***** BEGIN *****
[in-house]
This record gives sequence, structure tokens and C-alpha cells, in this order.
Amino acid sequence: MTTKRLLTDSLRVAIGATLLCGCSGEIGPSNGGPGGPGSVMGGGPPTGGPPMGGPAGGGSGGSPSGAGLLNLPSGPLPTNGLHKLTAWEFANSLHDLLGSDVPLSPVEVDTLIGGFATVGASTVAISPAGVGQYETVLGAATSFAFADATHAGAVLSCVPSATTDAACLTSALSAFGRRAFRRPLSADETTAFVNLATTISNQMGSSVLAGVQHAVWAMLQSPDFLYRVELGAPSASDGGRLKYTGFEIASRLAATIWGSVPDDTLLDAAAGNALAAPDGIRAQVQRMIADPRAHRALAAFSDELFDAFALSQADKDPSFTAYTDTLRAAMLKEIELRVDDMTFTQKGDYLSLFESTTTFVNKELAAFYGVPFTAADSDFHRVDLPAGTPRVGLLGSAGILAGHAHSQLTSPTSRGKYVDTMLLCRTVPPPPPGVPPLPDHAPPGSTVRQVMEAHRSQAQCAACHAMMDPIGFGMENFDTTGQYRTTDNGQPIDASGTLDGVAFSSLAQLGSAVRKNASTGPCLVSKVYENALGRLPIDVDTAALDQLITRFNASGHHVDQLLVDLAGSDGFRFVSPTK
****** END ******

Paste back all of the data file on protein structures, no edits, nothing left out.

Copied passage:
[in-house]
This record gives sequence, structure tokens and C-alpha cells, in this order.
Amino acid sequence: MTTKRLLTDSLRVAIGATLLCGCSGEIGPSNGGPGGPGSVMGGGPPTGGPPMGGPAGGGSGGSPSGAGLLNLPSGPLPTNGLHKLTAWEFANSLHDLLGSDVPLSPVEVDTLIGGFATVGASTVAISPAGVGQYETVLGAATSFAFADATHAGAVLSCVPSATTDAACLTSALSAFGRRAFRRPLSADETTAFVNLATTISNQMGSSVLAGVQHAVWAMLQSPDFLYRVELGAPSASDGGRLKYTGFEIASRLAATIWGSVPDDTLLDAAAGNALAAPDGIRAQVQRMIADPRAHRALAAFSDELFDAFALSQADKDPSFTAYTDTLRAAMLKEIELRVDDMTFTQKGDYLSLFESTTTFVNKELAAFYGVPFTAADSDFHRVDLPAGTPRVGLLGSAGILAGHAHSQLTSPTSRGKYVDTMLLCRTVPPPPPGVPPLPDHAPPGSTVRQVMEAHRSQAQCAACHAMMDPIGFGMENFDTTGQYRTTDNGQPIDASGTLDGVAFSSLAQLGSAVRKNASTGPCLVSKVYENALGRLPIDVDTAALDQLITRFNASGHHVDQLLVDLAGSDGFRFVSPTK